Cutting Back on Servers to Save Labor

Posted by at 8 April, at 12 : 50 PM Print


IN New York City, the government just gave another big pay increase to low wage employees with the minimum wage increase to $15.00 that went into effect in January.  Of course, the rising minimum wage had a sea-level shift for all wages as experienced line cooks demanded more compensation to do a job that has much more pressure and responsibility than a dishwasher or utility person.  The increase also had an impact on tipped employees who, with the tip credit adjustment, saw an hourly rate increase to $10.00 per hour.  With all of this increased pressure on a restaurant’s labor cost, operators are seeking creative ways to trim the fat.  Or, in some cases, to trim some meat, because the fat has already been trimmed.

In a Manhattan restaurant that I just helped open, there is an open debate among the managers as to the number of servers to put on a shift.  A couple of really good servers with two or three support staff (runners, bussers, host, etc) can handle the entire 25-table restaurant, argues one camp.  I belong to the other camp – I would rather see an extra server and one less support person.

The argument for fewer servers has as its locus, a mechanism for servers to make more money (on top of the $2.00/hour raise that the city just gave them on the restaurant’s dime).  With a busser to bring water to each table, pre-bus between courses, and clear and re-set tables, the server is able to process more orders, particularly if there is a bartender to make the drinks and a food runner to expedite and bring the food from the kitchen to the guest.  But with such a large number of tables, there is not much service that can take place – or salesmanship.

I saw this about three years ago at an Applebee’s that I was monitoring.  The server wage after tip credit had gone from $5.00/hour to $7.50 – a 50% increase!  The franchise group that ran that location (along with another thirty or fourty) decided to combat the labor cost pressure by installing tabletop tablets for customers to place their own orders and process their own payments.  The result was not good.  Service suffered, the servers did not spend as much time recommending items and upselling, and customers resented the decrease in server interaction.  Yes, they were able to increase the number of tables in a server’s section, but the overall business results were unfavorable.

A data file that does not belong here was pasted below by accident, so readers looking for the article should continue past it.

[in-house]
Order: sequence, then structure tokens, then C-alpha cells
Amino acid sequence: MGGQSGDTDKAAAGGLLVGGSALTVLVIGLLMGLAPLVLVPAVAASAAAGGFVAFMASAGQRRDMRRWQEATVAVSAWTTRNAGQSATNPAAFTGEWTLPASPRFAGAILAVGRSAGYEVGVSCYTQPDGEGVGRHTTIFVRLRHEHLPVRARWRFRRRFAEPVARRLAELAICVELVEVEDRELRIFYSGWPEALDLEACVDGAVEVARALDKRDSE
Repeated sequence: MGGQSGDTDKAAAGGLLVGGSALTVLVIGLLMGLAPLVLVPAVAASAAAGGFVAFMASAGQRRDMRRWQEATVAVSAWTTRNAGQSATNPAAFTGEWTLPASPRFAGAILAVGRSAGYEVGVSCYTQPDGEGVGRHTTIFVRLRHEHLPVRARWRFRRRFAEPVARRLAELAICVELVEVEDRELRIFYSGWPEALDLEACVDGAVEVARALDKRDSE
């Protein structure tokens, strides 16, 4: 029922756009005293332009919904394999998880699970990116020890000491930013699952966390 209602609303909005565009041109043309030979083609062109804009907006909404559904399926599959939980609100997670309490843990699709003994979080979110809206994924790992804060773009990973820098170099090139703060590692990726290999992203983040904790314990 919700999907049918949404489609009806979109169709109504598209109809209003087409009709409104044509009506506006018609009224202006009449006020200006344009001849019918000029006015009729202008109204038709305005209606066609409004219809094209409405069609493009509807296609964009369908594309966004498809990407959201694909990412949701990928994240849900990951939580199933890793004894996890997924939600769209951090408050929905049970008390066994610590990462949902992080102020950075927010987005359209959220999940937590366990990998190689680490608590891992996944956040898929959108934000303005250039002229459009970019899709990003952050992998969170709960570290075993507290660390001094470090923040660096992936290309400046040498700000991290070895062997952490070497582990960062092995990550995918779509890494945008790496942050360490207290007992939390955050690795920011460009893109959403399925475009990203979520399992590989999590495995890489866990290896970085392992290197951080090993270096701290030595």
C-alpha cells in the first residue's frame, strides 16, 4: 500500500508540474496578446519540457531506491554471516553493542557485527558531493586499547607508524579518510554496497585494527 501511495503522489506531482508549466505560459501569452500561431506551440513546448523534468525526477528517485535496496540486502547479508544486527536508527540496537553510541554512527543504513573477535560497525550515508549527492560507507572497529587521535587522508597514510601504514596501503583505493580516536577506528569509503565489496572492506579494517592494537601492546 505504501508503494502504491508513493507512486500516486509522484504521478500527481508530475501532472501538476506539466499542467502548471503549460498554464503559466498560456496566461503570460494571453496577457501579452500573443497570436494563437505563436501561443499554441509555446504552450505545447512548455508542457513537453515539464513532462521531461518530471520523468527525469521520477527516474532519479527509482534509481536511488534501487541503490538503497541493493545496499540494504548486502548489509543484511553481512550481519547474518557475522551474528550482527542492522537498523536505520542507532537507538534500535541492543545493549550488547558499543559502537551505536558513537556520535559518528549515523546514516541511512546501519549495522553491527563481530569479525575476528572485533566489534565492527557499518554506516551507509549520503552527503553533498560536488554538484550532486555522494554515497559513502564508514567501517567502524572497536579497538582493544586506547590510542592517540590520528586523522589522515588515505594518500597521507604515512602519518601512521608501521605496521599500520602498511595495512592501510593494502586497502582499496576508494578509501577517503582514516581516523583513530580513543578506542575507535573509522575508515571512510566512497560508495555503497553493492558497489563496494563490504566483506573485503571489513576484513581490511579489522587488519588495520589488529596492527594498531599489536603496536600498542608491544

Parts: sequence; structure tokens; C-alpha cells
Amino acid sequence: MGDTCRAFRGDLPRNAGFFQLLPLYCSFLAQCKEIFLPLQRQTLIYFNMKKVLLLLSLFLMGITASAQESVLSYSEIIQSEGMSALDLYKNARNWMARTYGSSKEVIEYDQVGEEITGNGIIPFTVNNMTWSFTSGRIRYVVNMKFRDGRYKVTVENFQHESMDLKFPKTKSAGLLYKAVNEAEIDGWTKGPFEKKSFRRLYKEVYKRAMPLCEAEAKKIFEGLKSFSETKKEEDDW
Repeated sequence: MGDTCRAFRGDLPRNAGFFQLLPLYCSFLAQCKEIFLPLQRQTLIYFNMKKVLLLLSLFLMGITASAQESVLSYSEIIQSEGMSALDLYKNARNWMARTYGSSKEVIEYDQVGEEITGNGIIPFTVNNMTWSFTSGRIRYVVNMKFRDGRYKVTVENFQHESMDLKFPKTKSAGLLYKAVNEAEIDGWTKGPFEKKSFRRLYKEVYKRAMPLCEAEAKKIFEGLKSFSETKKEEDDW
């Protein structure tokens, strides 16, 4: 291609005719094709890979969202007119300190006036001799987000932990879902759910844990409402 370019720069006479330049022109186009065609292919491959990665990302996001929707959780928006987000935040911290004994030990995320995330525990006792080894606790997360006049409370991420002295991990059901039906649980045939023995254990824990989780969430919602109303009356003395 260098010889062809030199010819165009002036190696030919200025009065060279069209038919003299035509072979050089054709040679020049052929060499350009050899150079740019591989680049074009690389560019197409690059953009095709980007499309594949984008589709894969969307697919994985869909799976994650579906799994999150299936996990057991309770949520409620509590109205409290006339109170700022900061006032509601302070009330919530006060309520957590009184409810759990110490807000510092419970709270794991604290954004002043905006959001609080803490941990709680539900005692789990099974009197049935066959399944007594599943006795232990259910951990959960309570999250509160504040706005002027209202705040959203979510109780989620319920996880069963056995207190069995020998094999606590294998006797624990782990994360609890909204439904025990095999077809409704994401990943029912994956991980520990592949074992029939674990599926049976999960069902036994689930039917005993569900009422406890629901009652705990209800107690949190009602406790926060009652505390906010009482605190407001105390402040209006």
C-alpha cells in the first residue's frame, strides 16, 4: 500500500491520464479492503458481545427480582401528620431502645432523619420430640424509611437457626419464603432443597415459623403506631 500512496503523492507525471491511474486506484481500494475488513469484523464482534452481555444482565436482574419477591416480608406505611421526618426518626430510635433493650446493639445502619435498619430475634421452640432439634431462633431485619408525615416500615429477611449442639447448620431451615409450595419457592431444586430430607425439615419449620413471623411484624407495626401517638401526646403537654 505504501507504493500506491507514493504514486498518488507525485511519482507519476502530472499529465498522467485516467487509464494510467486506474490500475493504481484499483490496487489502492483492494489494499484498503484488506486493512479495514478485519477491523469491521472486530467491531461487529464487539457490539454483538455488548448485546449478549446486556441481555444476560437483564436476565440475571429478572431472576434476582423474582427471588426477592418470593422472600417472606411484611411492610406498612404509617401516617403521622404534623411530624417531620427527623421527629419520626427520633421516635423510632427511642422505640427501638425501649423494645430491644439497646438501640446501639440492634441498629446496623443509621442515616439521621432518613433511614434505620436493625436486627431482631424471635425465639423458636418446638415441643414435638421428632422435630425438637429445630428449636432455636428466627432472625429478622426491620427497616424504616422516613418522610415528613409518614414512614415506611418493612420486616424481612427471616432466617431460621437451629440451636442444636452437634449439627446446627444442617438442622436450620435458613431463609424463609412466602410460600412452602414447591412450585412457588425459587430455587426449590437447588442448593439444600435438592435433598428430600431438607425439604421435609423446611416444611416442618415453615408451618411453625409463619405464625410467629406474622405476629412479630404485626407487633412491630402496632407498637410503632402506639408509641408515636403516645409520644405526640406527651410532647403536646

When cost pressures get to a breaking point, the answer is not always in cutting back, but in growing.  Sales solves everything.  And to remain competitive, restaurants need to make every effort to increase their sales before they cut back on essential roles, such as waitstaff.  And while developing or growing alternative revenue streams (delivery, takeout, catering, online ordering, etc) is the best way to grow sales, these require infrastructure and the development of systems and processes.  A more immediate response is to reinforce the server role as something more than order processor – your servers need to be salespeople.

Upselling liquors from well drinks to call brands, recommending wines, selling an appetizer, selling coffee drinks and desserts; these are the things that your servers need to be focused on.  When they’re spending every step trying to process orders for ten or twelve tables, then they’ve got no time to sell.  And the experience for the guest suffers.  I would prefer to have servers with fewer tables and cut a busser.  Servers can bring water and pre-bus their own tables (this brings them to the table more often and gives them opportunities to recommend a second glass of wine, or a dessert), and hosts can help re-set them.  A tighter labor cost means everyone has to do more.  The question, then, becomes if you would rather have your servers selling more and providing more service, or just processing more orders.  At the end of the day, a good server will make as much or more money with a manageable section than he/ she would with half the dining room.   And the restaurant will certainly bring in more sales.

Constantine Kolitsas is the president of CNK Consulting, a Restaurant Consultant and Coaching business. He can be reached at 203-947-6234 or at


Related Posts

Comments are closed.